Sequencing a Genome a Week

The Human Genome Project took X years to fully sequence a single human's genetic information. At Washington University's Genome Center, they can now do one in a week. But when you're generating that much data, just keeping track of it can become a major challenge in itself. David Dooling is in charge of managing the massive output of the Center's herd of gene sequencing machines, and making it available to researchers inside the Center and around the world. He'll be speaking at OSCON, O'Reilly's Open Source Conference, on how he uses open source tools to keep things under control, and he agreed to give us an overview of how the field of genomics is evolving.

Thursday, July 9, 2009

Cloud computing perspectives and questions at the World Economic Forum

The World Economic Forum started a
research project
at Davos 2009 concerning cloud computing.
I've put up a

discussion forum as a wiki.

Four short links: 9 July 2009

Ten Rules That Govern Groups -- valuable lessons for all who would create or use social software, each backed up with pointers to the social science study about that lesson. Groups breed competition: While co-operation within group members is generally not so much of a problem, co-operation between groups can be hellish. People may be individually co-operative, but once...

Wednesday, July 8, 2009

Open Gov Is a Dialogue, Not a Monologue

At last week's Personal Democracy Forum I had a conversation with someone working for a city (I won't say which city), who was tasked with opening up that city's data. We were talking about the Apps for Democracy contests held recently in Washington D.C., and he explained his feeling about them: "There were some interesting apps in there, but...

Tuesday, July 7, 2009

How I Learned to Stop Worrying and Love the Bot

Web technologies often allow you to scale things that weren't scalable before. Unfortunately, that list of scalable things includes spam. From unsolicited phone calls to unwanted emails to unnecessary tweets, it can seem like we're getting progressively overloaded with information we don't necessarily want. One group blamed for the increase in online spam are Twitter bots - Twitter accounts created...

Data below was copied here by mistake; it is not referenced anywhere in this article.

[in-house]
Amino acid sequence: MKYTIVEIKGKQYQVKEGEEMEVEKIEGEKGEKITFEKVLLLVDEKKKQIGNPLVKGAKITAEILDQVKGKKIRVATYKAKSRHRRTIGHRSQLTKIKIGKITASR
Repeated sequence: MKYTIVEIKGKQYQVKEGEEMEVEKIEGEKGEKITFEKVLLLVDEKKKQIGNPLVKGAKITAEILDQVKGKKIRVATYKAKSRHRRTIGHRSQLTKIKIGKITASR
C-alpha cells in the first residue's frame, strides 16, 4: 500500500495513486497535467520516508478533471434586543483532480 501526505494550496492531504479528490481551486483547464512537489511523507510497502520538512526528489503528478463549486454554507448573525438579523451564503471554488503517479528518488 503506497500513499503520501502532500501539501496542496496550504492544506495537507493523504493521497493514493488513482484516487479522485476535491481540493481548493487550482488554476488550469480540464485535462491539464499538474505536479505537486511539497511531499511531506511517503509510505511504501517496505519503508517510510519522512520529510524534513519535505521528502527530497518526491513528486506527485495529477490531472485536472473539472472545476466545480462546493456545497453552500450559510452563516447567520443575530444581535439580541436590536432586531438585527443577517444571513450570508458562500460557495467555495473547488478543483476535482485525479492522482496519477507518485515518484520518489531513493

Open Source is Infiltrating the Enterprise

There's a persistent perception that open source software is being ignored in the enterprise, that they fear it and it ends up being more costly to deploy than proprietary solutions. That's certainly the perception that some major software vendors would like you to have. But it's Jeffrey Hammond's job to dispel those perceptions, at least when they aren't accurate. As an analyst for Forrester Research, Hammond covers the world of software development as well as Web 2.0 and rich internet applications, so he sees how open source is being used on a daily basis. He'll be speaking at OSCON, O'Reilly's Open Source Conference, talking about the true cost of using open source, and he gave us a sample of what's going on in the enterprise at the moment.

Four short links: 7 July 2009

Announcing your plans makes you less motivated to accomplish them -- Tests done since 1933 show that people who talk about their intentions are less likely to make them happen. Announcing your plans to others satisfies your self-identity just enough that you’re less motivated to do the hard work needed. I have noticed this myself. It must be balanced...

Monday, July 6, 2009

Four short links: 6 July 2009

Offline Mapping App for iPhone -- carry Open Street Maps maps with you even when you're not in 3G/wifi range. (via Elisabeth) My dentist used an in-office CAD & CNC mill to produce a new tooth for me today (Nat Friedman) -- hello, future! New version of Scratch released -- Scratch is an excellent way to teach kids how...

Friday, July 3, 2009

Four short links: 3 July 2009